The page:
I started by removing a bunch of items because they didn’t fit well and because they didn’t work for my lifestyle. THREE silk blouses?!?! I stay at home all day with toddlers, when does it make sense to wear any of these blouses? I find myself rotating between the same 4 tops and 2 bottoms or just comitting to full on SAHM-mode with Norts and one of many promo t-shirts. Yet at the bottom of my closet hung the rest of my wardrobe; over 80 pieces that I wasn’t even going to consider wearing this season. I started browsing through the bottom row of clothing – a radish-colored velvet blazer, a nude lace pencil skirt, a geometric print blouse with a big bow around the high neck. All of these are great workwear pieces. But when is the next time I am going to need workwear? 2 years from now when the babies start going to preschool, 4 years from now when they’re in kindergarten, or maybe even 9 years from now when they’re starting to do a lot of after school programs? What if I never go back to a traditional office setting? Why do I have all of this clothing hanging in my closet that I couldn’t imagine myself wearing in the near future?
I decided to remove everything I couldn’t see myself wearing as a stay-at-home-mom and piling it onto the bed. I created three piles: donate, consign, keep. The biggest pile was keep. I can’t bare the thought of getting rid of perfectly good clothing that I LOVE just because it doesn’t fit my lifestyle in this moment. After removing all the workwear, I could not believe how little was left on my shelves. Besides the special occasion dresses, I left hanging in the corner covered in a dress bag, I have under 50 clothing items. TOTAL. Like for ALL seasons. Also 8 pairs of shoes, 5 belts, 1 hat, and 6 purses. After removing all of the excess storage options and organizing the remaining clothing items, I felt elated. Like literally on cloud nine. Much better than I would have felt after coming home from a shopping trip. No longer would I walk into my closet and (still) see clothing I wasn’t going to wear.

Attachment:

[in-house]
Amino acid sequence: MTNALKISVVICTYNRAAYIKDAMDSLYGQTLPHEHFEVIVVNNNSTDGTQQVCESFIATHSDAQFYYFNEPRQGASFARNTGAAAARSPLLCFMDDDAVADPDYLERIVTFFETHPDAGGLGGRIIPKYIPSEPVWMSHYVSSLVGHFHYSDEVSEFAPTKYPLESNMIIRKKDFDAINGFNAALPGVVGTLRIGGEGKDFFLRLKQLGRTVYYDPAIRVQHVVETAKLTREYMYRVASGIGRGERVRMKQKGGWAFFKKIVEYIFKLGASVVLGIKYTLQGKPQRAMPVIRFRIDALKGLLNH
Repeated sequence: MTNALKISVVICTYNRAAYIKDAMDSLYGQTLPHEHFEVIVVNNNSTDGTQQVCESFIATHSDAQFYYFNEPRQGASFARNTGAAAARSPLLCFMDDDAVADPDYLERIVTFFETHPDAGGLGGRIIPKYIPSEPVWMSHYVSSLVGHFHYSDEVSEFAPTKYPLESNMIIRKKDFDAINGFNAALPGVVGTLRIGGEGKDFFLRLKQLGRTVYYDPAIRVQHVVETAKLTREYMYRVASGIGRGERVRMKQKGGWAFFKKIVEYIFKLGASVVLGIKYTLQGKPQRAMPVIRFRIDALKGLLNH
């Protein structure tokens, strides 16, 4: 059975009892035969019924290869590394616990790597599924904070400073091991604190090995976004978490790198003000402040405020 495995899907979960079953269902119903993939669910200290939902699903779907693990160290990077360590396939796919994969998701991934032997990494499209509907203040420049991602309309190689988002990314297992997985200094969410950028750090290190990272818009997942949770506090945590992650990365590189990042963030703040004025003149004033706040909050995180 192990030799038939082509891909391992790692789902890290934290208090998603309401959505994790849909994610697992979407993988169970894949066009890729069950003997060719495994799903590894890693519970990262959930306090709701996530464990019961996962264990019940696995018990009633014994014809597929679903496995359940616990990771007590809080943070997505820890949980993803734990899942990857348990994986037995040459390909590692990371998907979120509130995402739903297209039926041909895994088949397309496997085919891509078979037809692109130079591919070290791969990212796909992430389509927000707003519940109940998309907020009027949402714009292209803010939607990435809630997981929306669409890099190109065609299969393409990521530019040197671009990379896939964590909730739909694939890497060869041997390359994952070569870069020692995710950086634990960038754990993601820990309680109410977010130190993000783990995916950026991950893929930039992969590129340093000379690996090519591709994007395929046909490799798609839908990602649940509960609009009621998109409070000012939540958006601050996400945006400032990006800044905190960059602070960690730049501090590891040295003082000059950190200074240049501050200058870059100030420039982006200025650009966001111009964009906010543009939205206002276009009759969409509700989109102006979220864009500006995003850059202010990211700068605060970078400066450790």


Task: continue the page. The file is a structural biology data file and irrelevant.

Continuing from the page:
I’ve been living with this new year-round capsule for about three weeks now, and while I still WANT to take advantage of the holiday sales, I know that I don’t NEED to. I continue to wear my Norts and a t-shirt uniform 50% of the time even when everything I own is freshly laundered and hanging in my closet. I thought my cluttered wardrobe was keeping me from my dressing nicely every day when in actuality, it’s just my sheer lack of motivation. Which is a whole other blog post on it’s own.
Before I decide to delve into the stay-at-home-mom slump that has taken my ambition hostage, I would like to hear from others who have been in or are in the same position that I am. Who else has reached that point in their minimalist journey where they are now confronted with the true reason they feel discontented? Are you still working out the kinks or have you made it over the hump? I would love to hear from you.